Listing a number of key ways in which the Government will promote economic recovery, Ms Sturgeon said: “We will support specific business sectors – including food and drink, and tourism.”

In addition to acknowledging the industry’s importance to the economy and pledging the Government’s commitment to supporting it as a priority, Ms Sturgeon referred to a number of related sectors and areas that it will also focus on to drive Scotland’s recovery.

These included the Government’s intention to publish a plan for the safe reopening of cultural venues and performances and to support the events sector. Promoting fair work and sustainability, or ‘a green recovery’ have also been identified as priorities in planning for and delivering Scotland’s economic resurgence from the impact of COVID-19.

Highlighting her belief that Scotland is now on the right track out of the pandemic, Ms Sturgeon also said that within the next three weeks, the Government plans to set out its expectations for the stage beyond Protection Level 0 – and importantly, the restrictions that will still apply and affect business operations for our industry and sector.

ASVA Chief Executive Gordon Morrison said: “The First Minister’s confirmation that tourism will be a priority for Scottish Government support is very welcome news for the attractions sector, which is a major contributor to the country’s £11 billion industry. It is now imperative that we hear how and when the country will move through and out of the current Levels system. Even at Level 0, there are currently restrictions that will impact on viable trading in our sector. We therefore need a clear plan for how and when these restrictions will be safely removed.

“The recent appointment of Minister for Business, Trade, Tourism and Enterprise, Ivan McKee MSP – supporting Cabinet Secretary for Finance and the Economy Kate Forbes MSP – transferred tourism into the Government’s economy portfolio.  This is a significant development for our sector as it demonstrates the Government’s acknowledgement and recognition of the pivotal role tourism – and our hugely important sector – will play in driving Scotland’s economy and leading its recovery.”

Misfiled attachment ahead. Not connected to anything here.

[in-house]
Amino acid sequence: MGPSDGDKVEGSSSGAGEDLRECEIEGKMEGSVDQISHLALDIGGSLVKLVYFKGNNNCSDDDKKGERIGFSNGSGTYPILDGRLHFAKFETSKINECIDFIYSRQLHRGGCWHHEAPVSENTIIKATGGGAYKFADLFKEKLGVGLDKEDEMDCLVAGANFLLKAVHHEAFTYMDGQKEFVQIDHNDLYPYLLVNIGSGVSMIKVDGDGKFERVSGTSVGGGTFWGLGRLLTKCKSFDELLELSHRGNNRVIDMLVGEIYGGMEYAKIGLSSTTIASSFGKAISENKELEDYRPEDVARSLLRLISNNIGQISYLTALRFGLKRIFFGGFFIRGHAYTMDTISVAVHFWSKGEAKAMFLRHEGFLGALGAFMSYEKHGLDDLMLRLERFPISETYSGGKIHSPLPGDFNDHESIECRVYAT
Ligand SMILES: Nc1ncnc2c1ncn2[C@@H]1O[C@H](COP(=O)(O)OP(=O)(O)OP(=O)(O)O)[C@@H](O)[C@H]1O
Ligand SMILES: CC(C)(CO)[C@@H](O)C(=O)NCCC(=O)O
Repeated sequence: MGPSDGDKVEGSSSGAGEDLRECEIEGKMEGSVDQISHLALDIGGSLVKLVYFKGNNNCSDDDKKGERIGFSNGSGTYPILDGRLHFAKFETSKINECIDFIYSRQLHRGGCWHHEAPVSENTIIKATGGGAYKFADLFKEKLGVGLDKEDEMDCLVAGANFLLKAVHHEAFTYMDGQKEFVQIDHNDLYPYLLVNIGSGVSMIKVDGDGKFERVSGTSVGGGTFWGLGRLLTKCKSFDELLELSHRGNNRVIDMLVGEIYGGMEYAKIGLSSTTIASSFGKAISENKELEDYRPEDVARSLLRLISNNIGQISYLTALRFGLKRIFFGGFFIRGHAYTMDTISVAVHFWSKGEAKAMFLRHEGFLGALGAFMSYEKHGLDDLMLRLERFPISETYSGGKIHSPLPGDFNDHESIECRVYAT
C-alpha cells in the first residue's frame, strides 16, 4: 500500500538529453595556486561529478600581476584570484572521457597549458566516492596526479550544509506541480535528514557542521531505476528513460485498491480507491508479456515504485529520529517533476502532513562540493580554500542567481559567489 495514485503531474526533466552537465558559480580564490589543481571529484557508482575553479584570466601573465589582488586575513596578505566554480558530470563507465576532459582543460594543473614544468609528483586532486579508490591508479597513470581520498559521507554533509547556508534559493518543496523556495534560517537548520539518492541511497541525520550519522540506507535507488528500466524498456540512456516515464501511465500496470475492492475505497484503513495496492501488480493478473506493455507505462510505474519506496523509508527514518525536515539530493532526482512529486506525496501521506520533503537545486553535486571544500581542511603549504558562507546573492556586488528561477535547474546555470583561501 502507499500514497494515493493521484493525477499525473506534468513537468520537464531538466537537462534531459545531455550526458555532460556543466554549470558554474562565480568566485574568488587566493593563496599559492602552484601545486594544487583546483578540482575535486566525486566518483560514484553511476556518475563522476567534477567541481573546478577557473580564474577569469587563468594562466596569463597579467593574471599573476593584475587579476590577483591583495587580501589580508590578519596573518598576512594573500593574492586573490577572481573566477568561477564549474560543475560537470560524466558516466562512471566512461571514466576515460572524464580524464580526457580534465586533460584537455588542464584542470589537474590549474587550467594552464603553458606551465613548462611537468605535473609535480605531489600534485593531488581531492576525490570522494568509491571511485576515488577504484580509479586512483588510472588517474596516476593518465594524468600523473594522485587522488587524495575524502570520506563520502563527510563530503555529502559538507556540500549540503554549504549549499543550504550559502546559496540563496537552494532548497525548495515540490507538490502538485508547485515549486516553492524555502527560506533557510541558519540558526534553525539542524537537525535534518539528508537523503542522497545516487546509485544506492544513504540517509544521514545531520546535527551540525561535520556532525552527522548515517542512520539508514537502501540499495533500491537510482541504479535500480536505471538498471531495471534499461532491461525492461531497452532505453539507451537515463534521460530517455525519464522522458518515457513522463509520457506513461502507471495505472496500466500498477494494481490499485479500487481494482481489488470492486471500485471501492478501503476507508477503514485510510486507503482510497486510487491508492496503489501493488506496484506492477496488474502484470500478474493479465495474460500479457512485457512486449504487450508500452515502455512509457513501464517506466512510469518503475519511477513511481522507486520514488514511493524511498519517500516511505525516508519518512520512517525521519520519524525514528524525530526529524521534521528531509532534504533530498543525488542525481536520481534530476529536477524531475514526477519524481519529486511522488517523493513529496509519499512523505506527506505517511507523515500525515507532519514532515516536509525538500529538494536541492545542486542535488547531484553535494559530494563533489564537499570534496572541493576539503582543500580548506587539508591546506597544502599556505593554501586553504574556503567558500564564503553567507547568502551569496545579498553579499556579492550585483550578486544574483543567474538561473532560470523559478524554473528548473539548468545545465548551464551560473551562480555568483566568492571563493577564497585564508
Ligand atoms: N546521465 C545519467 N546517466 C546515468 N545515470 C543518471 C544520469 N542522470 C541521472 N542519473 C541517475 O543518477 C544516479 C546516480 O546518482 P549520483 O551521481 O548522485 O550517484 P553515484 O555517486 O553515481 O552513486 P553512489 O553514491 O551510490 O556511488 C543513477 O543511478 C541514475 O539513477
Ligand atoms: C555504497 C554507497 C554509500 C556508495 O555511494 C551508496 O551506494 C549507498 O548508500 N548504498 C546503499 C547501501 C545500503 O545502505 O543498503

With much of the tourism industry reopening, ASVA and the Moffat Centre for Travel and Tourism are asking all Scottish attractions to complete a quick survey to help us ascertain current business performance, recovery prospects and confidence levels within the attractions sector.

The survey – which should only take approximately 10 minutes to complete – closes at midnight on Monday 31 May.

We will be using the data collected in the survey to help inform the attractions sector and key stakeholders, including the Scottish Government and VisitScotland, about the prospects for, and needs of, the sector in 2021.  The survey results will also be used to inform and shape ASVA’s ongoing lobbying efforts with the Scottish and UK Governments. 

It is through data collected from these surveys that we can best inform and argue on behalf of the industry. It is therefore essential that we receive as many responses as possible to help us ensure that the sector’s needs are being represented.